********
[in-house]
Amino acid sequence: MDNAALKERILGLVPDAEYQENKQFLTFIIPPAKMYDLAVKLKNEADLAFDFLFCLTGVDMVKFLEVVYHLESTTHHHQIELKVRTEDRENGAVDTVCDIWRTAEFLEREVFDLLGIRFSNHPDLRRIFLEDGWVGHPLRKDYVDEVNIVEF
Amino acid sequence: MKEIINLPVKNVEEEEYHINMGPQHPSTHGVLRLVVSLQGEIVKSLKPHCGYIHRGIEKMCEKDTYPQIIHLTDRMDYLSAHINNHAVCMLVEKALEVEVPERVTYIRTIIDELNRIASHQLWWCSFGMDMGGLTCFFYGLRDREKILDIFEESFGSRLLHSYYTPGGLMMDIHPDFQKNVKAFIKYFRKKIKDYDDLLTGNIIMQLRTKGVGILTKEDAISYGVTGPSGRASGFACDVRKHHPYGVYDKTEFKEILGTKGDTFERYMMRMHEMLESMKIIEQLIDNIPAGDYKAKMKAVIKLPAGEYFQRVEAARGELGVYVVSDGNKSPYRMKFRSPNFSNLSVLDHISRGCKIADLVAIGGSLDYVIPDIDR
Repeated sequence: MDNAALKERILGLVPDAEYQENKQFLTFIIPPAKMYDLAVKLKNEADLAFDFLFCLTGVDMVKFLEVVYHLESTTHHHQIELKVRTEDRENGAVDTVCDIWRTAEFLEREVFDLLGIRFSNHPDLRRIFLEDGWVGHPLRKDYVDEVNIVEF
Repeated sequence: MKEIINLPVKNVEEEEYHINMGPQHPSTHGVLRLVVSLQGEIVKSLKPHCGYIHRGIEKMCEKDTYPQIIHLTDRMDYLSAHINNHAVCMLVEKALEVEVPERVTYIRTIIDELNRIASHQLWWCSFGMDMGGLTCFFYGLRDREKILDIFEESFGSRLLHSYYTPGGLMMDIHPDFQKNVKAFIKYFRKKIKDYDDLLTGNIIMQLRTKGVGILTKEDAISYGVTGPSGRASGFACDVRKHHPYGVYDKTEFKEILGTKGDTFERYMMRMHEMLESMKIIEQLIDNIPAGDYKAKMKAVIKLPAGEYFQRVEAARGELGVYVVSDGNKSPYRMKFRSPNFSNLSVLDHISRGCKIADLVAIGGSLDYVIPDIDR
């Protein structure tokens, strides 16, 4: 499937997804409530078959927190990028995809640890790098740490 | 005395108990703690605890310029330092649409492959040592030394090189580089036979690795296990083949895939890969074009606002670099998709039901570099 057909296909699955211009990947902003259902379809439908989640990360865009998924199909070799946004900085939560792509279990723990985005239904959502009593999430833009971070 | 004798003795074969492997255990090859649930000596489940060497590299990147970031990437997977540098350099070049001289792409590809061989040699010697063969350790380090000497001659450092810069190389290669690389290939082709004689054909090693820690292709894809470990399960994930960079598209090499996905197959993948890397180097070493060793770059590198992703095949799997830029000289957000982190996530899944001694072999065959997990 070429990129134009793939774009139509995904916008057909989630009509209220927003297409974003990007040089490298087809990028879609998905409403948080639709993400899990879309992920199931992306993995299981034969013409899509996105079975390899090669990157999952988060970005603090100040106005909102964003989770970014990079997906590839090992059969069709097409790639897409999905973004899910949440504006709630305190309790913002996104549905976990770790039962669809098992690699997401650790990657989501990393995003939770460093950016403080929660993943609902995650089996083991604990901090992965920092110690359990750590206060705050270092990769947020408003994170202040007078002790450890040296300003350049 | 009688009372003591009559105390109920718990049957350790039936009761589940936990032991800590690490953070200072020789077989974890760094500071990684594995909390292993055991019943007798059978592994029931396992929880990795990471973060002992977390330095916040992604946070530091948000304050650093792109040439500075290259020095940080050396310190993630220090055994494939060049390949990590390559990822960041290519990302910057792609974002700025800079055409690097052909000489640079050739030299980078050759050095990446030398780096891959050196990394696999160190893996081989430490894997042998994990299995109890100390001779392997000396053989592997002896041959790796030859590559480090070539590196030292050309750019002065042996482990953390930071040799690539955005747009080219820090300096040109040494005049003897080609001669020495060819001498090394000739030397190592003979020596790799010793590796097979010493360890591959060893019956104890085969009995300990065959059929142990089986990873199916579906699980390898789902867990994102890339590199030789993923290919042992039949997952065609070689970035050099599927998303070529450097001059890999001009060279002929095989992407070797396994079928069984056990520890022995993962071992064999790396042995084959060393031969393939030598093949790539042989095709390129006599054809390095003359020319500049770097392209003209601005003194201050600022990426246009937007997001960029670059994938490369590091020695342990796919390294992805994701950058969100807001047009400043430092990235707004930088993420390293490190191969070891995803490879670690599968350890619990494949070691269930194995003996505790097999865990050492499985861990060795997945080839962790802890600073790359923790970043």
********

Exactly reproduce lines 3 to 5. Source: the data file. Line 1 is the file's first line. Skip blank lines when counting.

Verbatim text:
Amino acid sequence: MKEIINLPVKNVEEEEYHINMGPQHPSTHGVLRLVVSLQGEIVKSLKPHCGYIHRGIEKMCEKDTYPQIIHLTDRMDYLSAHINNHAVCMLVEKALEVEVPERVTYIRTIIDELNRIASHQLWWCSFGMDMGGLTCFFYGLRDREKILDIFEESFGSRLLHSYYTPGGLMMDIHPDFQKNVKAFIKYFRKKIKDYDDLLTGNIIMQLRTKGVGILTKEDAISYGVTGPSGRASGFACDVRKHHPYGVYDKTEFKEILGTKGDTFERYMMRMHEMLESMKIIEQLIDNIPAGDYKAKMKAVIKLPAGEYFQRVEAARGELGVYVVSDGNKSPYRMKFRSPNFSNLSVLDHISRGCKIADLVAIGGSLDYVIPDIDR
Repeated sequence: MDNAALKERILGLVPDAEYQENKQFLTFIIPPAKMYDLAVKLKNEADLAFDFLFCLTGVDMVKFLEVVYHLESTTHHHQIELKVRTEDRENGAVDTVCDIWRTAEFLEREVFDLLGIRFSNHPDLRRIFLEDGWVGHPLRKDYVDEVNIVEF
Repeated sequence: MKEIINLPVKNVEEEEYHINMGPQHPSTHGVLRLVVSLQGEIVKSLKPHCGYIHRGIEKMCEKDTYPQIIHLTDRMDYLSAHINNHAVCMLVEKALEVEVPERVTYIRTIIDELNRIASHQLWWCSFGMDMGGLTCFFYGLRDREKILDIFEESFGSRLLHSYYTPGGLMMDIHPDFQKNVKAFIKYFRKKIKDYDDLLTGNIIMQLRTKGVGILTKEDAISYGVTGPSGRASGFACDVRKHHPYGVYDKTEFKEILGTKGDTFERYMMRMHEMLESMKIIEQLIDNIPAGDYKAKMKAVIKLPAGEYFQRVEAARGELGVYVVSDGNKSPYRMKFRSPNFSNLSVLDHISRGCKIADLVAIGGSLDYVIPDIDR